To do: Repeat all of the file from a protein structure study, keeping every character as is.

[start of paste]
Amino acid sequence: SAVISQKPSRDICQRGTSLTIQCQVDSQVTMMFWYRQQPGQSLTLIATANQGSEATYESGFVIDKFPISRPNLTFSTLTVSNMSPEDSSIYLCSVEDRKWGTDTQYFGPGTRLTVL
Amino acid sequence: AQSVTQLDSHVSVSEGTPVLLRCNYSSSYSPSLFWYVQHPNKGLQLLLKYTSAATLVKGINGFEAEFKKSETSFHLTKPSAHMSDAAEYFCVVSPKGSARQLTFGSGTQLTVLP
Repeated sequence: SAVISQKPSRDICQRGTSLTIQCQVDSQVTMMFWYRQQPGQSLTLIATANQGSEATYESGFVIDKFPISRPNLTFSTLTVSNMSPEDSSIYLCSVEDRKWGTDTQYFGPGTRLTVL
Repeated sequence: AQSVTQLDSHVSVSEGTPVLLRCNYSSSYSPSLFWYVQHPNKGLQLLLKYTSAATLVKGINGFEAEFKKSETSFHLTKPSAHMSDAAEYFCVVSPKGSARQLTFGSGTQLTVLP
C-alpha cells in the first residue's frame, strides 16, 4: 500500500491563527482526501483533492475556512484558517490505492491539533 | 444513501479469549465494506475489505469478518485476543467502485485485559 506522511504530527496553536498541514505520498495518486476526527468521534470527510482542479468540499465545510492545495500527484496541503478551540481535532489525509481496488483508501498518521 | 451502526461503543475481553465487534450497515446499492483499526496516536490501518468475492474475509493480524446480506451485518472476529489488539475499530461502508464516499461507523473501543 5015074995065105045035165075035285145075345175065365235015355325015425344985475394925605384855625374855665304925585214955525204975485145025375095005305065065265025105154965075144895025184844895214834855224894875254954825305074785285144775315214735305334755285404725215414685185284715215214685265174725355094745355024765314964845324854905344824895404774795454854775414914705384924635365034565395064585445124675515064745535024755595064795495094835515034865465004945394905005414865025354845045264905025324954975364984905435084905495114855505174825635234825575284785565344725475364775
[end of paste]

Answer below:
Amino acid sequence: SAVISQKPSRDICQRGTSLTIQCQVDSQVTMMFWYRQQPGQSLTLIATANQGSEATYESGFVIDKFPISRPNLTFSTLTVSNMSPEDSSIYLCSVEDRKWGTDTQYFGPGTRLTVL
Amino acid sequence: AQSVTQLDSHVSVSEGTPVLLRCNYSSSYSPSLFWYVQHPNKGLQLLLKYTSAATLVKGINGFEAEFKKSETSFHLTKPSAHMSDAAEYFCVVSPKGSARQLTFGSGTQLTVLP
Repeated sequence: SAVISQKPSRDICQRGTSLTIQCQVDSQVTMMFWYRQQPGQSLTLIATANQGSEATYESGFVIDKFPISRPNLTFSTLTVSNMSPEDSSIYLCSVEDRKWGTDTQYFGPGTRLTVL
Repeated sequence: AQSVTQLDSHVSVSEGTPVLLRCNYSSSYSPSLFWYVQHPNKGLQLLLKYTSAATLVKGINGFEAEFKKSETSFHLTKPSAHMSDAAEYFCVVSPKGSARQLTFGSGTQLTVLP
C-alpha cells in the first residue's frame, strides 16, 4: 500500500491563527482526501483533492475556512484558517490505492491539533 | 444513501479469549465494506475489505469478518485476543467502485485485559 506522511504530527496553536498541514505520498495518486476526527468521534470527510482542479468540499465545510492545495500527484496541503478551540481535532489525509481496488483508501498518521 | 451502526461503543475481553465487534450497515446499492483499526496516536490501518468475492474475509493480524446480506451485518472476529489488539475499530461502508464516499461507523473501543 5015074995065105045035165075035285145075345175065365235015355325015425344985475394925605384855625374855665304925585214955525204975485145025375095005305065065265025105154965075144895025184844895214834855224894875254954825305074785285144775315214735305334755285404725215414685185284715215214685265174725355094745355024765314964845324854905344824895404774795454854775414914705384924635365034565395064585445124675515064745535024755595064795495094835515034865465004945394905005414865025354845045264905025324954975364984905435084905495114855505174825635234825575284785565344725475364775